Duncan Taylor can use tour to stake claim for World Cup place

Duncan Taylor starred for Scotland in the away win over Australia. Picture: Gary Hutchison/SNS/SRU
Duncan Taylor starred for Scotland in the away win over Australia. Picture: Gary Hutchison/SNS/SRU
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Summer tours can bite you on the backside but Gregor Townsend already knows that. Last summer his team claimed a first ever win against the Wallabies in Sydney exactly seven days before finishing second to Fiji in Suva.

That Sydney victory was arguably the highlight of Townsend’s brief international coaching career, especially in light of Scotland’s continuing troubles on their travels. Townsend’s team boast just two wins away from home, in Sydney and Rome.

The Sydney game was also the high water mark for Duncan Taylor. The Saracens’ centre, recently recovered from a long string of injury woes, is crucial to Scotland as his coach explained.

“I’m crossing my fingers because he’s still got two more games left and I really hope he will be available to tour,” said Townsend on his star man. “He’s a very important player for us. He’s a player who can play a number of positions, his work rate off the ball is outstanding, he’s a very creative player and he’s an excellent defender.

“When you think back to that game in Sydney 12 months ago, he was outstanding. He scored a try, created another, played the first half at centre then moved to the wing and did very well.

“Saracens rate him very highly too. I just hope he gets a good run of luck, for his own good but obviously for us as well. The more we can involve him, the better we’ll be as a team.”

That is high praise and Taylor has timed his return perfectly because Scottish centres have been falling like flies. Mark Bennett is out of form and favour. Huw Jones is currently injured but he couldn’t make the Glasgow XV when he was fully fit. Alex Dunbar, meanwhile, is threatened by the new kid on the block because Townsend has said that Harlequins bolter James Lang carries hard and comes with extras...his playmaking skills from his time as a ten.

Incidentally, this Scotland squad is top heavy with siblings, Matt and Zander Fagerson and the two Horne brothers, Peter and George. It would have boasted three pairs of brothers had Jonny Gray not been stood down.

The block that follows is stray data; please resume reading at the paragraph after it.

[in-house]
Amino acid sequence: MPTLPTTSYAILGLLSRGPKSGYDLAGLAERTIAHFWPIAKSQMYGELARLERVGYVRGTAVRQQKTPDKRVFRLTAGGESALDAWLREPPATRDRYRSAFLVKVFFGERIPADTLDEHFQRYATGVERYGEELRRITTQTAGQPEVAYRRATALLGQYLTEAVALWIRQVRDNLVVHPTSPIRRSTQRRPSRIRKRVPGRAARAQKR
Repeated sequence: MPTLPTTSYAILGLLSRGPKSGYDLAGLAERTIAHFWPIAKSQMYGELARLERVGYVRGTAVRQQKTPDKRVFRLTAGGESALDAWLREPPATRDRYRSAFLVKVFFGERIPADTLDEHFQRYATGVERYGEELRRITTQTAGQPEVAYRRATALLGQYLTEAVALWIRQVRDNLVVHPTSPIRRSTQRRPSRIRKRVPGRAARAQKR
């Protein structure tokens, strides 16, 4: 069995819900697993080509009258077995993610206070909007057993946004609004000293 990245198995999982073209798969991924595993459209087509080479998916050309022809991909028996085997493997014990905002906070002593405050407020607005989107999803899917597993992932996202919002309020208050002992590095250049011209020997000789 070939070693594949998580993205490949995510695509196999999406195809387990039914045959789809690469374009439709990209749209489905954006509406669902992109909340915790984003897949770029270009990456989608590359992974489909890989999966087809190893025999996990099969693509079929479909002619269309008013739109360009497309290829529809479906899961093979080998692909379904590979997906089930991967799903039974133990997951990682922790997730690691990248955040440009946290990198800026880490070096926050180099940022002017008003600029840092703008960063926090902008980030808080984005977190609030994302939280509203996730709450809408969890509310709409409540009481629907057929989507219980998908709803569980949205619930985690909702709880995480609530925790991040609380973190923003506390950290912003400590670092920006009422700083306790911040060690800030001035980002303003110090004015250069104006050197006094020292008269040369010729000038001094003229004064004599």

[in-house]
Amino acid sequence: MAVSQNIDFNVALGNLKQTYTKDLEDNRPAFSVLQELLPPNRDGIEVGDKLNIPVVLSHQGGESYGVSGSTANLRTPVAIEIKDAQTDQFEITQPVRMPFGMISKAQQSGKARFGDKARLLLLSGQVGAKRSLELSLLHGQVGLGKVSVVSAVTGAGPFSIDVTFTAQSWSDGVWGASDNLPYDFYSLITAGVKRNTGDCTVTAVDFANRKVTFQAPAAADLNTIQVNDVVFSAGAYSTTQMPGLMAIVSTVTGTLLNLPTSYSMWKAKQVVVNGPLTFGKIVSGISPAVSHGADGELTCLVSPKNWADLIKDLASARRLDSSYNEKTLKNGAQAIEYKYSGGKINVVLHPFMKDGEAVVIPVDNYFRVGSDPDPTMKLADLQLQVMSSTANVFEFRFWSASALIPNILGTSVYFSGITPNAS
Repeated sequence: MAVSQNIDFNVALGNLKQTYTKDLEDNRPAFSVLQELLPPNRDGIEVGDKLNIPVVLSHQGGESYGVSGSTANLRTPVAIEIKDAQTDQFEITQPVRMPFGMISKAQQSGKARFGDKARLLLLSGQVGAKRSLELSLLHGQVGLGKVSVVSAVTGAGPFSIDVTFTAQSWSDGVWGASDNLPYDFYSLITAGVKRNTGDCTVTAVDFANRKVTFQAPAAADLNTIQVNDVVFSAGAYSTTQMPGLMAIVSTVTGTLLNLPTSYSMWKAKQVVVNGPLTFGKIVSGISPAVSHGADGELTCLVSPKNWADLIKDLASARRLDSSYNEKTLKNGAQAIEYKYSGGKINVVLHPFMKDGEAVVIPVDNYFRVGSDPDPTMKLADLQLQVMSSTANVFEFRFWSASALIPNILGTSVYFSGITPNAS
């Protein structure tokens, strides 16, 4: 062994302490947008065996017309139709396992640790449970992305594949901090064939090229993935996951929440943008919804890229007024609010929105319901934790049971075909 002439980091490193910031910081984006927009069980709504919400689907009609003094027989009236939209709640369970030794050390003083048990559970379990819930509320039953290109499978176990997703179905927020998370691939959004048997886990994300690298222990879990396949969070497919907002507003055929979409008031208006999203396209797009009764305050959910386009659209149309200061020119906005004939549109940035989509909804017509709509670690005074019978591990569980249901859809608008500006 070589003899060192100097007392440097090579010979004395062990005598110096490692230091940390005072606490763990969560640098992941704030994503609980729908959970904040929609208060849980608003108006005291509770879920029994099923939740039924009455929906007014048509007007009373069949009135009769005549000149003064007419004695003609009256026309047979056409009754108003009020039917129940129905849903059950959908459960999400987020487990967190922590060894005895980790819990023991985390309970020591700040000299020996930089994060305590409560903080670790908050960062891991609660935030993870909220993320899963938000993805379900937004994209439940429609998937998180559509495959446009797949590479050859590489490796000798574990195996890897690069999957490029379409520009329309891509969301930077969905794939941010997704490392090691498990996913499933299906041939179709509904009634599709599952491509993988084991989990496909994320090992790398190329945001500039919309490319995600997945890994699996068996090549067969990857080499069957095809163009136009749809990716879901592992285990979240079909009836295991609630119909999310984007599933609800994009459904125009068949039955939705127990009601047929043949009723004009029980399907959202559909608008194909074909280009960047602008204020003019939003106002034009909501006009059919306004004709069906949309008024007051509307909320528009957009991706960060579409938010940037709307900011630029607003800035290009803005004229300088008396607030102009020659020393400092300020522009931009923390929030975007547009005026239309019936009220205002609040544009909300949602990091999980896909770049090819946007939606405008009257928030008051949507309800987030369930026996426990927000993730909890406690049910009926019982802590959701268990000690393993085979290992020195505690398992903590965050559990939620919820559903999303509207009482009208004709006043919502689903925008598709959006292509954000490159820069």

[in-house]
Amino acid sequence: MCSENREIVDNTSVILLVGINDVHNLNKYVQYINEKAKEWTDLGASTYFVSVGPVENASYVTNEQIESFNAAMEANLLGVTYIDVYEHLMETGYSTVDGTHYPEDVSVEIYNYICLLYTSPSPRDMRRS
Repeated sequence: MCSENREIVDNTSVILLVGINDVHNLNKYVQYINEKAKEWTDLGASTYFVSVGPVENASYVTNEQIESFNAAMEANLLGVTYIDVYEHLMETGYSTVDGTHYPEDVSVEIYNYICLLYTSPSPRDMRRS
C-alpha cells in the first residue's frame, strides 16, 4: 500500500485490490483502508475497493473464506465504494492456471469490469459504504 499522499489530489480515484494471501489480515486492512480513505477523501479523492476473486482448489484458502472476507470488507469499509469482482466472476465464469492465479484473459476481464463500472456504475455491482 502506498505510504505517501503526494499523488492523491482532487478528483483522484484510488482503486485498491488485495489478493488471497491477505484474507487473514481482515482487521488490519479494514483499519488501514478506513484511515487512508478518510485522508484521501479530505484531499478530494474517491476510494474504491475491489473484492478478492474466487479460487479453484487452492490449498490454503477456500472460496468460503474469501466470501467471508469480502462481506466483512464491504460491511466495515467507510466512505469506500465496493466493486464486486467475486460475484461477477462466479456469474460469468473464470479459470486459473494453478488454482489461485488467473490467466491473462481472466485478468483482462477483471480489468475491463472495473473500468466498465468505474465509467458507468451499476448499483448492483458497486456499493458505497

Townsend made no secret of the fact that he had one eye on next year’s World Cup when picking this squad, and added that everyone on tour had a chance of making the cut or, in a none too subtle threat, simply getting cut.

“They could play their way into that squad and have a real lasting memory of what they did on this tour, and they could certainly play their way out of that squad by what they do.”

The squad numbers 33 (just 28 will go to Argentina). There are an additional seven senior players rested over the summer plus four who are injured and out of contention. Add the numbers up, take into account the likes of Josh Strauss who can’t be dismissed, and you are left with approximately 45 players fighting for 31 World Cup slots. So much for summer “friendlies”.

It is too close to the World Cup to expect too many of the new faces will be on the Tokyo flight next year but one, maybe two, will doubtless emerge from the pack of wannabes.

Townsend has some boxes to tick in June. He needs to unearth a big breakaway, Scotland’s answer to Dan Leavy, who can carry, tackle and jackal. He needs to see Alan Dell hold the set scrum up and he needs Zander Fagerson to lower his penalty count.

The scrum-half berth is wide open and Chris Harris may prove a better wing than centre – Scotland are short of wingers – and of course Townsend is desperate for someone to back up Finn Russell at ten because the stand-off simply cannot start every game.

“It is important,” said Townsend, confirming what everyone already knew. “Obviously Adam [Hastings] played there at Glasgow this year and played well recently, which is great. I thought he played really well in the Six Nations period and then coming off the bench against Edinburgh he looked confident. Peter Horne played very well against Connacht for Glasgow.

“Ruaridh Jackson, who wasn’t played there for Glasgow this year but has played really well for Scotland, is another player who we would potentially look to play at ten on tour but a lot will depend on what we see with Adam. He’s there as a ten and will get an opportunity this summer.”

Interestingly, Glasgow looked at their most dangerous in that 1872 Cup match when Russell and Hastings were operating as duel first receivers late in the game. The youngster will get an opportunity to show what he can do in the summer, Townsend said as much. It is up to Hastings to grab it.